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Bullying Prevention and Resources

Cyberbullying: What parents need to know

Communication technology—it’s all around us. From laptops and websites, to cell phones and text messaging, children today are exposed to new communication tools on a regular basis. While many of these devices provide great opportunities for learning, growth, and social networking, they can also become vehicles for bullying and harassment when used inappropriately.

What is cyberbullying?

Cyberbullying is the use of any electronic communication or device—such as e-mail, mobile phones, text messages, instant messaging, websites, blogs (online journals), or digital photography—to intentionally and repeatedly harm, humiliate, or intimidate another person.

Cyberbullying is different from other types of bullying. The anonymity associated with the use of many technologies allows cyberbullies to target their victims without being face-to-face. They do not witness the humiliation their victims feel, and as such are often more vicious with their words than they would be in person.

In addition, tools such as the Internet allow cyberbullies to reach a widespread audience with just the touch of a button or a click of a mouse.

Hidden behind a computer or phone, cyberbullies tend to look at their actions as free of consequence. This is far from true. Targets of cyberbullying may become withdrawn, anxious, depressed, or even aggressive. Students who are being threatened or harassed online often experience difficulty concentrating during the school day and learning is negatively impacted.

Keeping kids safe in cyberspace

With more and more pre-teens and teens using social networking websites like MySpace and FaceBook, cyberbullying has become a major concern. Content posted in photo galleries and on blogs at these web sites could be considered cyberbullying.

Watervliet uses filtering software on all district computers to prevent students from accessing social networking sites such as those mentioned above.

Yet, students can easily visit these sites on home computers with Internet access. As a parent, you will want to be aware of these sites and of the content your child may be posting. Parents are encouraged to talk with their children often about the responsibilities that come with the power of the Internet and other technologies.

If you suspect your child is being cyberbullied, save all evidence (print out e-mails, blogs, etc.). Cyberbullying is typically a violation of “terms of usage” and should be reported directly to your Internet service provider, mobile phone company or the website. If there is any indication that your child is being threatened, call your local law enforcement agency immediately.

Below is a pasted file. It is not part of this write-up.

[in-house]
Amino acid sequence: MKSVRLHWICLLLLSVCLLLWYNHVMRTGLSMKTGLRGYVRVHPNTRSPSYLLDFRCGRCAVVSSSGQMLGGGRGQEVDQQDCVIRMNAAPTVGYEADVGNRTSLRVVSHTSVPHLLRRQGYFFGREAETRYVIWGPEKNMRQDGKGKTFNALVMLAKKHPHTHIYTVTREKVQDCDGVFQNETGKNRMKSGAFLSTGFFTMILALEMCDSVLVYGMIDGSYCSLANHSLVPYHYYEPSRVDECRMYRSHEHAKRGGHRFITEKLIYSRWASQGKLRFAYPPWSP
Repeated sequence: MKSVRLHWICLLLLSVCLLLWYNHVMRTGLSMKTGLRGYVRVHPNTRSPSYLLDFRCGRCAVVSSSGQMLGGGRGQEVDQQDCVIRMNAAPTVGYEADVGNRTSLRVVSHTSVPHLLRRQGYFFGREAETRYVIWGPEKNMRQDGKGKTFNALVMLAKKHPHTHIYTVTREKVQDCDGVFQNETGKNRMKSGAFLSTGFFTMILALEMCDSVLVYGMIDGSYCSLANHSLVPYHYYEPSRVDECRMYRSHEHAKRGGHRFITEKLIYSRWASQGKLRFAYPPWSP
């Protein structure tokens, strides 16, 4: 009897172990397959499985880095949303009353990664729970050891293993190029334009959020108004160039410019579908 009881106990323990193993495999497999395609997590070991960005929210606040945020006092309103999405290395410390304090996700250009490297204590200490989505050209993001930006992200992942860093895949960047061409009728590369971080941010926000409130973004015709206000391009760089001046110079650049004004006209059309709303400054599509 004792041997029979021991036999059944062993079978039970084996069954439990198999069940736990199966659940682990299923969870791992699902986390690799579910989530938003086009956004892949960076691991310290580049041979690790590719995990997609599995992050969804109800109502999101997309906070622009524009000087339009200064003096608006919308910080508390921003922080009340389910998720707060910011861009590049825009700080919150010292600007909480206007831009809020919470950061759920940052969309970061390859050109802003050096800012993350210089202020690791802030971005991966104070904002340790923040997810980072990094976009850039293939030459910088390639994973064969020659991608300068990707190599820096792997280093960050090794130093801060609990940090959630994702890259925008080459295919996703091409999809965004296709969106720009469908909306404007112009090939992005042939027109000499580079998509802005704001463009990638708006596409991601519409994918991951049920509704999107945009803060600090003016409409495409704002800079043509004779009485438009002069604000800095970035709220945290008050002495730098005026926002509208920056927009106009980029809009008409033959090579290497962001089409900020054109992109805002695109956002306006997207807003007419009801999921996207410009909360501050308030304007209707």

In addition, parents can place their home computer in a public area, such as the living room, to monitor usage more closely. Parents may also consider using filtering technology. Filtering software programs allow you to block certain websites, control incoming/outgoing e-mail messages, and set a limit for “online time.”

Printed Resources


The Net Neighborhood (PDF)

Online resources
for students, parents, and teachers

Stop Bullying Now

Website published by the U.S. Department of Health and Human Services, Health Resources and Services Administration. Go to website


Positive Behavorial Interventions and Supports (PBIS) program currently in use at Watervliet Elementary School. More information


Canadian-based site filled with useful facts, tips and resources. Go to website

Parenting Suggestions Regarding Technology

Compiled by national speaker John Halligan, whose son, Ryan, died by suicide in October 2003 after being bullied by classmates at school and online. Go to website


This site is a resource for parents to educate themselves and their children about how to use the Internet safely. It provides information on filtering software and recommends safe sites for children of all ages. Go to website

Family Online Safety Institute

This site of the Internet Content Rating Association contains information and downloads on the content rating system. Go to website